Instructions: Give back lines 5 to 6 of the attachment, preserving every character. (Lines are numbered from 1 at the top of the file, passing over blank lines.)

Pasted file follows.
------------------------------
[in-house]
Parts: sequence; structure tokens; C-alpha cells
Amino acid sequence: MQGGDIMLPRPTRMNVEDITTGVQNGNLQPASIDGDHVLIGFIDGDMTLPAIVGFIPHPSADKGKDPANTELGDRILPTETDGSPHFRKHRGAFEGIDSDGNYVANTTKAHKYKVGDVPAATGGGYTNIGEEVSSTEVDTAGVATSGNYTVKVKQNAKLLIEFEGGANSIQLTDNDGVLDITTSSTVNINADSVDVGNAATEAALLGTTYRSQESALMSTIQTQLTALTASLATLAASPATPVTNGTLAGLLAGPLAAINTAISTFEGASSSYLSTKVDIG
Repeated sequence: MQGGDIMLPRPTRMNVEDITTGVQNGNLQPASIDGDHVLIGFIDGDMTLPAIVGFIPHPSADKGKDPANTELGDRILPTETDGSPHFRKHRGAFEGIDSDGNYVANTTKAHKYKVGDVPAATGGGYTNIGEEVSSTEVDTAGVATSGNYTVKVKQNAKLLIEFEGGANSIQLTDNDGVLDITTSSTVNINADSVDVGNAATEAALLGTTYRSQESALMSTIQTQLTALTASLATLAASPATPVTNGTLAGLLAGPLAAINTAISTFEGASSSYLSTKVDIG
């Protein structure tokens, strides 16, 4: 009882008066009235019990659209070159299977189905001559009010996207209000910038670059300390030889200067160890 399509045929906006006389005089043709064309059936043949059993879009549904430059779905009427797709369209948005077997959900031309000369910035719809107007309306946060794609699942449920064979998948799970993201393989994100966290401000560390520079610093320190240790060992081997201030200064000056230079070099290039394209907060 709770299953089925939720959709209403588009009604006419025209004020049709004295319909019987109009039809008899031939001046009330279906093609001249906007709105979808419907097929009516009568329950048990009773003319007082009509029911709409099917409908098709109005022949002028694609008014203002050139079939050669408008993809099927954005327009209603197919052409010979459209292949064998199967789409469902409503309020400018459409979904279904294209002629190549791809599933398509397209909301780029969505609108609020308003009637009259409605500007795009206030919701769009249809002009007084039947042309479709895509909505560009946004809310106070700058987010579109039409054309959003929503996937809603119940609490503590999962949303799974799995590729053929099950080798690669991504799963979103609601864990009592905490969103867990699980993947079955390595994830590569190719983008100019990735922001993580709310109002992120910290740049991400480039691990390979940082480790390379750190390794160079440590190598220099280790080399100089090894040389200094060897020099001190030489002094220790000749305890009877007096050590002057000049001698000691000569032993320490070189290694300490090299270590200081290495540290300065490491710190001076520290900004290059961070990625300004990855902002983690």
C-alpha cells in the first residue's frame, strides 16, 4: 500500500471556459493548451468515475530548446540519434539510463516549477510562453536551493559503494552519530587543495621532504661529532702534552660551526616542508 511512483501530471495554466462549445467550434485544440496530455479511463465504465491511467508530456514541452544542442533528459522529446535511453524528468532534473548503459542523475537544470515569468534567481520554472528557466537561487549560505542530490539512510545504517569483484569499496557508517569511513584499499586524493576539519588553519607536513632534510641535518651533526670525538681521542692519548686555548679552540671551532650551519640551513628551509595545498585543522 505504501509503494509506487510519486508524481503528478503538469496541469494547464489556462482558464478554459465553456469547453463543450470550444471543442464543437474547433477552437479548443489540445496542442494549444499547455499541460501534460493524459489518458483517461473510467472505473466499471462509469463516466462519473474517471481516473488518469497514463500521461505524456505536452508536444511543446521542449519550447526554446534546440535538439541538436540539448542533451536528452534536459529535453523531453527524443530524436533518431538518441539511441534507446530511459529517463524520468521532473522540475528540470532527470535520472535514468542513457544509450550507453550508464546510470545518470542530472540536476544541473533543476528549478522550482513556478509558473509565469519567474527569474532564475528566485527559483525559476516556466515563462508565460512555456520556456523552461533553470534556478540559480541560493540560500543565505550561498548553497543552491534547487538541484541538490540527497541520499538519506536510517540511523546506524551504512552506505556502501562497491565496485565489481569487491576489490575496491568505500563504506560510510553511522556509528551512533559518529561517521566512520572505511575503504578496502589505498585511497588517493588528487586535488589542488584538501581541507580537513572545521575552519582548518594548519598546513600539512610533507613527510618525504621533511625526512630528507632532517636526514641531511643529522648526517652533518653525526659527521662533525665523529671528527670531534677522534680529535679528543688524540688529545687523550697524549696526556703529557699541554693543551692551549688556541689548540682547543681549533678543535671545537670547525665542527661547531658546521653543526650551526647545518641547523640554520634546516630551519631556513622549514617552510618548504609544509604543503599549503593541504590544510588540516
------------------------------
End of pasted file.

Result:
């Protein structure tokens, strides 16, 4: 009882008066009235019990659209070159299977189905001559009010996207209000910038670059300390030889200067160890 399509045929906006006389005089043709064309059936043949059993879009549904430059779905009427797709369209948005077997959900031309000369910035719809107007309306946060794609699942449920064979998948799970993201393989994100966290401000560390520079610093320190240790060992081997201030200064000056230079070099290039394209907060 709770299953089925939720959709209403588009009604006419025209004020049709004295319909019987109009039809008899031939001046009330279906093609001249906007709105979808419907097929009516009568329950048990009773003319007082009509029911709409099917409908098709109005022949002028694609008014203002050139079939050669408008993809099927954005327009209603197919052409010979459209292949064998199967789409469902409503309020400018459409979904279904294209002629190549791809599933398509397209909301780029969505609108609020308003009637009259409605500007795009206030919701769009249809002009007084039947042309479709895509909505560009946004809310106070700058987010579109039409054309959003929503996937809603119940609490503590999962949303799974799995590729053929099950080798690669991504799963979103609601864990009592905490969103867990699980993947079955390595994830590569190719983008100019990735922001993580709310109002992120910290740049991400480039691990390979940082480790390379750190390794160079440590190598220099280790080399100089090894040389200094060897020099001190030489002094220790000749305890009877007096050590002057000049001698000691000569032993320490070189290694300490090299270590200081290495540290300065490491710190001076520290900004290059961070990625300004990855902002983690």
C-alpha cells in the first residue's frame, strides 16, 4: 500500500471556459493548451468515475530548446540519434539510463516549477510562453536551493559503494552519530587543495621532504661529532702534552660551526616542508 511512483501530471495554466462549445467550434485544440496530455479511463465504465491511467508530456514541452544542442533528459522529446535511453524528468532534473548503459542523475537544470515569468534567481520554472528557466537561487549560505542530490539512510545504517569483484569499496557508517569511513584499499586524493576539519588553519607536513632534510641535518651533526670525538681521542692519548686555548679552540671551532650551519640551513628551509595545498585543522 505504501509503494509506487510519486508524481503528478503538469496541469494547464489556462482558464478554459465553456469547453463543450470550444471543442464543437474547433477552437479548443489540445496542442494549444499547455499541460501534460493524459489518458483517461473510467472505473466499471462509469463516466462519473474517471481516473488518469497514463500521461505524456505536452508536444511543446521542449519550447526554446534546440535538439541538436540539448542533451536528452534536459529535453523531453527524443530524436533518431538518441539511441534507446530511459529517463524520468521532473522540475528540470532527470535520472535514468542513457544509450550507453550508464546510470545518470542530472540536476544541473533543476528549478522550482513556478509558473509565469519567474527569474532564475528566485527559483525559476516556466515563462508565460512555456520556456523552461533553470534556478540559480541560493540560500543565505550561498548553497543552491534547487538541484541538490540527497541520499538519506536510517540511523546506524551504512552506505556502501562497491565496485565489481569487491576489490575496491568505500563504506560510510553511522556509528551512533559518529561517521566512520572505511575503504578496502589505498585511497588517493588528487586535488589542488584538501581541507580537513572545521575552519582548518594548519598546513600539512610533507613527510618525504621533511625526512630528507632532517636526514641531511643529522648526517652533518653525526659527521662533525665523529671528527670531534677522534680529535679528543688524540688529545687523550697524549696526556703529557699541554693543551692551549688556541689548540682547543681549533678543535671545537670547525665542527661547531658546521653543526650551526647545518641547523640554520634546516630551519631556513622549514617552510618548504609544509604543503599549503593541504590544510588540516